Department of Tax and Revenue
Internal Auditing Division

The Internal Auditing Division
Recovers Tax Revenue Cost
Effectively But Enhanced
Automation is Needed in Some Areas

Issue Area 1: The Internal Auditing Division Recovers Tax Revenue Cost Effectively But Enhanced Automation is Needed in Some Areas.

The Internal Auditing Division's mission is to conduct internal audits to verify the accuracy of tax returns and taxes owed the state, collect unpaid tax liabilities identified through internal audits, and expedite refunds due taxpayers. One goal of the Division is to efficiently recover revenue owed the State because of misstatements made by taxpayers on their tax returns. The Division has several units which review business and personal income tax returns. The Legislative Auditor's review of some of the major units of the Division indicates that overall the Division recovers revenues cost effectively. However, there is room for further automation in the Division. This review examined the Corporate & Franchise Unit, Special Audits Unit (Individual Income Tax), Excise Tax Unit (Health Care Provider Tax), and the International Fuel Tax Agreement (IFTA) in the Tax Department's Internal Auditing Division.

Corporate & Franchise Unit

The Corporate and Franchise Unit is responsible for conducting internal audits on corporate net income tax and business franchise tax returns, issuing refunds, and examining Federal Revenue Agent Reports (RAR's) received from the Internal Revenue Service (IRS) to determine if an IRS audit results in a change of the State corporate net income tax liability. The Tax Department does not internally audit a large percentage of corporate returns, and there is a need for greater automation of the corporate returns to enhance the process of auditing corporate returns, such as flagging taxpayer miscalculations, etc. Consequently, the Unit has criteria to determine which corporate returns are to be internally audited. Returns that have refunds, tax credits, payments and estimated payments of $50,000 and above are assigned for an internal audit. An annual average of 6,272 internal audits were conducted through fiscal year's 1998-2000 on corporate net income tax and business franchise tax returns (see Table 1). These audits produced an average collection of $1,463,584, and a reduction in refunds averaging nearly $6 million dollars annually.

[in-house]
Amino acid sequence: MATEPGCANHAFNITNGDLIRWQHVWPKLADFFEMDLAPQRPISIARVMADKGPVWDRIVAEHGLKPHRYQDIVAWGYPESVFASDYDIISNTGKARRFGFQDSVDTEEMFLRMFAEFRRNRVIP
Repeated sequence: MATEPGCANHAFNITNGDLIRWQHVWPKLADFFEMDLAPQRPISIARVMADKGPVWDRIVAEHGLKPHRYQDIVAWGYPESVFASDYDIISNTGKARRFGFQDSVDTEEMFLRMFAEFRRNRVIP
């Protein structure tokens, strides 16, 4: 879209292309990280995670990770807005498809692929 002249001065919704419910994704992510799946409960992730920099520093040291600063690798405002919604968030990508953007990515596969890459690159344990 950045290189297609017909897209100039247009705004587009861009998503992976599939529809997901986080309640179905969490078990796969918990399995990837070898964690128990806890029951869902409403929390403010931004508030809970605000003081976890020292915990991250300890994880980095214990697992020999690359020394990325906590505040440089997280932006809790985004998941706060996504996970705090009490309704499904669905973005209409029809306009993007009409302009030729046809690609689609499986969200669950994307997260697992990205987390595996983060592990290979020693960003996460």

Table 1